Ryzen got x370 chipset 1? Year ago. Now it's x470. No problem, just newer and "tweaked" for the better.
     
  10. Fox2232

    Fox2232 Ancient Guru

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    It tells the story, same one as many times before with intel. It is called: "damn quick obsolescence"
    So, no problem here since I opt to realize that.

    And it tells another story, but I am not in mood to give you another spasm and denial seizure.

    Chipset is not that important, it is 'just' that part of picture which is made for purpose... to prevent viewer from seeing bigger picture.

    Interesting part will be GB MT test between 6C/12T and 8C/16T variant. But no need to skip ahead of time.
     

  11. asturur

    asturur Master Guru

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    Well is the same old story, you are still able to buy a x370 it did not go EOL.
    When a product gets EOL is hard to get replacement in case of failure, i want to know how asus will handle warranty in case of faulty z370 in the european 2 year life span.
    Bios updates? unlikely. Meltdown and similar protection? unsure.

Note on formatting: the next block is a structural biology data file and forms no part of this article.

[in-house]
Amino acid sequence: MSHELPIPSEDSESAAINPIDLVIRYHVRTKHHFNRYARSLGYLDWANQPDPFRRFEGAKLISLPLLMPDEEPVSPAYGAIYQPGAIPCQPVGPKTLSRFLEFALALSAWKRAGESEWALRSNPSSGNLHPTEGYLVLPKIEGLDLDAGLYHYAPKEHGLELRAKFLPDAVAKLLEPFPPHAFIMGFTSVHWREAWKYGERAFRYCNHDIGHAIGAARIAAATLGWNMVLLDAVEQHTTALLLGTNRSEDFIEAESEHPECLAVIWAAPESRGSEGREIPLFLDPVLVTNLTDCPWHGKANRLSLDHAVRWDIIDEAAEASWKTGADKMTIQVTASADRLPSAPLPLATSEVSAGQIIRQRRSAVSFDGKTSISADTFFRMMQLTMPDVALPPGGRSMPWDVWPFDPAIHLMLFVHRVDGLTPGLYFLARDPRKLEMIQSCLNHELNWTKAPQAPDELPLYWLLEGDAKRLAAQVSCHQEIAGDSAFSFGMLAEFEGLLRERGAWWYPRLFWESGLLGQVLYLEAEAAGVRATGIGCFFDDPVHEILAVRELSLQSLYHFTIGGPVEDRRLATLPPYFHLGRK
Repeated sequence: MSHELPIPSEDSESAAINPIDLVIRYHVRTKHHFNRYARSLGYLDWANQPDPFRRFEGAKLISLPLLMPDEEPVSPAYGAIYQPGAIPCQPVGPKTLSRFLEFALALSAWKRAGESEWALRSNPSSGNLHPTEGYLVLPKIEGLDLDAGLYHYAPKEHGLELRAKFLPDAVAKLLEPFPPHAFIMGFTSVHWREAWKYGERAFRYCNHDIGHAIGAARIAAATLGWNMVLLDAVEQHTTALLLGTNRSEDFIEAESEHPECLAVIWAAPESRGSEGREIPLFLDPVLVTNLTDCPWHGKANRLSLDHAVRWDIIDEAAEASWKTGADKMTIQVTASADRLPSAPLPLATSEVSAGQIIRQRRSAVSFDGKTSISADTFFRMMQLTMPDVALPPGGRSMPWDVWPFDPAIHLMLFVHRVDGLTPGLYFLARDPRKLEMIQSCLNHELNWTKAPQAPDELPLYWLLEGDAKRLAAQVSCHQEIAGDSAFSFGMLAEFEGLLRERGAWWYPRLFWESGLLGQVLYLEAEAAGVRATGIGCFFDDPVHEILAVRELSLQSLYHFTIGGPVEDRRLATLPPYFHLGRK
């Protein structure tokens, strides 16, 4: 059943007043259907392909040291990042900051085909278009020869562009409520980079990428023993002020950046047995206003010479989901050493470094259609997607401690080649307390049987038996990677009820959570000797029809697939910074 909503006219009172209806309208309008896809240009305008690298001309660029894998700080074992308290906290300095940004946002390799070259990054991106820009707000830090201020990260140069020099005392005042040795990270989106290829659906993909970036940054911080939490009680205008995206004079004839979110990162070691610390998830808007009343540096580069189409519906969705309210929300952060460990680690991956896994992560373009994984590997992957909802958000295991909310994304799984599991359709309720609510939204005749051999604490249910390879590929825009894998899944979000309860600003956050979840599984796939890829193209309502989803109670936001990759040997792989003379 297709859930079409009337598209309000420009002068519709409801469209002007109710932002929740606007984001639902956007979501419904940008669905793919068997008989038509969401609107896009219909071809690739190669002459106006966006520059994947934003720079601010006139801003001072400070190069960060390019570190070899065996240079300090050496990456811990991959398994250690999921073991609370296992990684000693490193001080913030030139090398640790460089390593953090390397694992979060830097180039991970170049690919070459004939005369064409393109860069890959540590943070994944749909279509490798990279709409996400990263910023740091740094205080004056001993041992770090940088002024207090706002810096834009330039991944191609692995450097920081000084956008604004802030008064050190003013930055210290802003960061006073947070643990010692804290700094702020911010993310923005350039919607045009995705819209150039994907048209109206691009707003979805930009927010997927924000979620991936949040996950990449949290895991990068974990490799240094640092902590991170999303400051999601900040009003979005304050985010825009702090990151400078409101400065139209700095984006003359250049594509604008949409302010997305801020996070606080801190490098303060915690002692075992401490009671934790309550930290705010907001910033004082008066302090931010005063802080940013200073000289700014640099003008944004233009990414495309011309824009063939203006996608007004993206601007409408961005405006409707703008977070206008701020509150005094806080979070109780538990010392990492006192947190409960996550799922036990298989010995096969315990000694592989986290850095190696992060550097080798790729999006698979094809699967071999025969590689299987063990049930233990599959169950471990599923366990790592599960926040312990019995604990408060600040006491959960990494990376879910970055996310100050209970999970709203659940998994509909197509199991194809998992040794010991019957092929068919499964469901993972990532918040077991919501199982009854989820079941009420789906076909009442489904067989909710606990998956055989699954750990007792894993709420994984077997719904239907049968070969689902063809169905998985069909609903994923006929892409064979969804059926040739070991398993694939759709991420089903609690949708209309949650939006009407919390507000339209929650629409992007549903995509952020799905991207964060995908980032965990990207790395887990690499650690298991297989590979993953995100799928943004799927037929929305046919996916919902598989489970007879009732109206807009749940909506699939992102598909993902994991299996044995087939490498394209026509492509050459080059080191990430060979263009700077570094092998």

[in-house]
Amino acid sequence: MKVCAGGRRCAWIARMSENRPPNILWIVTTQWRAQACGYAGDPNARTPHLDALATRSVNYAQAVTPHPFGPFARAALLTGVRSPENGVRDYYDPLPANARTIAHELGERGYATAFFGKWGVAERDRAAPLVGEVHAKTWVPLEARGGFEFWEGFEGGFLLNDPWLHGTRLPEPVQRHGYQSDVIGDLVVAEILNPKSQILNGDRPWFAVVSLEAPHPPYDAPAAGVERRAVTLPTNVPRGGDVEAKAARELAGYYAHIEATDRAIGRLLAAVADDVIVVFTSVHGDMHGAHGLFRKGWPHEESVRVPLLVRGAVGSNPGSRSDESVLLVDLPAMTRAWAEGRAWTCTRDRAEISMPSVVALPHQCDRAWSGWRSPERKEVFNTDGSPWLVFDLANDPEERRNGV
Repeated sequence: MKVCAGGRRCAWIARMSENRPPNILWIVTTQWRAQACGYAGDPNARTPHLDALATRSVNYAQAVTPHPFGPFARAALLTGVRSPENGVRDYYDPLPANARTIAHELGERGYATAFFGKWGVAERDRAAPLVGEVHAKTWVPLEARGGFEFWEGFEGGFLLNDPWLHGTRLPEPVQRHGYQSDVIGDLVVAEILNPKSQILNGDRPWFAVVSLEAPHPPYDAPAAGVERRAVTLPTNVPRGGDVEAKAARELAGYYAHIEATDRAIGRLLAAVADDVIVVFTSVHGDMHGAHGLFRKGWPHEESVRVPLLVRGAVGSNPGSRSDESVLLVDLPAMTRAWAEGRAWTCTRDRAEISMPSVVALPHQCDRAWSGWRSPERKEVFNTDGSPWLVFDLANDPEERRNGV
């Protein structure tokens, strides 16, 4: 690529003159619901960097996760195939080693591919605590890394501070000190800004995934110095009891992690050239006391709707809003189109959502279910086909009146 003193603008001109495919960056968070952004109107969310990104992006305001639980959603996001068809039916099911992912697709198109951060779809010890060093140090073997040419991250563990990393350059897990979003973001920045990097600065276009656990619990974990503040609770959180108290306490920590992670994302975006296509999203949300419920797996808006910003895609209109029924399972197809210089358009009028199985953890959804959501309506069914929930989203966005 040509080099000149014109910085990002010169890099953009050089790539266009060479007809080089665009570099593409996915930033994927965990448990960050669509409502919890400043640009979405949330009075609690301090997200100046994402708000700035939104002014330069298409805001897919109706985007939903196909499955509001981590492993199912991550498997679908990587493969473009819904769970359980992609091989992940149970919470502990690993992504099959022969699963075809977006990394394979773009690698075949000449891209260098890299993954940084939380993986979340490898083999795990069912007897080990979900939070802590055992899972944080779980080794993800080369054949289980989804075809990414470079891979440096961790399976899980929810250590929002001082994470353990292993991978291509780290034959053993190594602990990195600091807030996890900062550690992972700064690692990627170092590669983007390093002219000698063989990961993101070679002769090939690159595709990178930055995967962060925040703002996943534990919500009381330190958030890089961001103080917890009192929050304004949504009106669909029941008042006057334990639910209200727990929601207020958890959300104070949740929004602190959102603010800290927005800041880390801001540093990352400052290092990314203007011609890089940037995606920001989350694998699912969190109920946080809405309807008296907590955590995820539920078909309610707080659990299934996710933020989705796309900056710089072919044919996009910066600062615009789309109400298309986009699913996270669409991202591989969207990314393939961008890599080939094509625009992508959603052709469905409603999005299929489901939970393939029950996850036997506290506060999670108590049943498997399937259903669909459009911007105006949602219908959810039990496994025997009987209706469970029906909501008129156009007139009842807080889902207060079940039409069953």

Having a new product that went quickly in EOL is unpleasant, there is no need to be AMD or INTEL fan we can agree on this.
     
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  12. H83

    H83 Ancient Guru

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    I could be wrong but i think things are a little different and that´s why they have so many boards. From my understanding Asus only creates 3 or 4 different boards with all the bells and whistles and then they create several versions of the same boards but with less extras. So they create an high end board with everything they have then they create a cheaper version of that board without Wi-Fi and 3/4 way SLI, then they create another version of that cheaper one without other stuff and so on...
    This way they only have to design, validate and create material for 3 or 4 different boards because all the others are just variations of those same boards without some expensive stuff so they can hit all the price points the market requires. All this to say that it´s probably very cheap to create 19 "different" boards...
     
  13. schmidtbag

    schmidtbag Ancient Guru

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    I see what you're saying, but my point is there aren't really that many more bells and whistles between the high-end boards and their lesser counterparts, and a lot of the variants (like boards with or without wifi) aren't necessary. There is enough change to warrant 2 or 3 variations, but any more than that seems unnecessary. Remember, we're talking about a single chipset here, not the CPU socket as a whole.
    You do have a valid point there, but, I still think the sheer amount of variants doesn't pay off in the end. Again, you have to consider this is just accounting for Z390.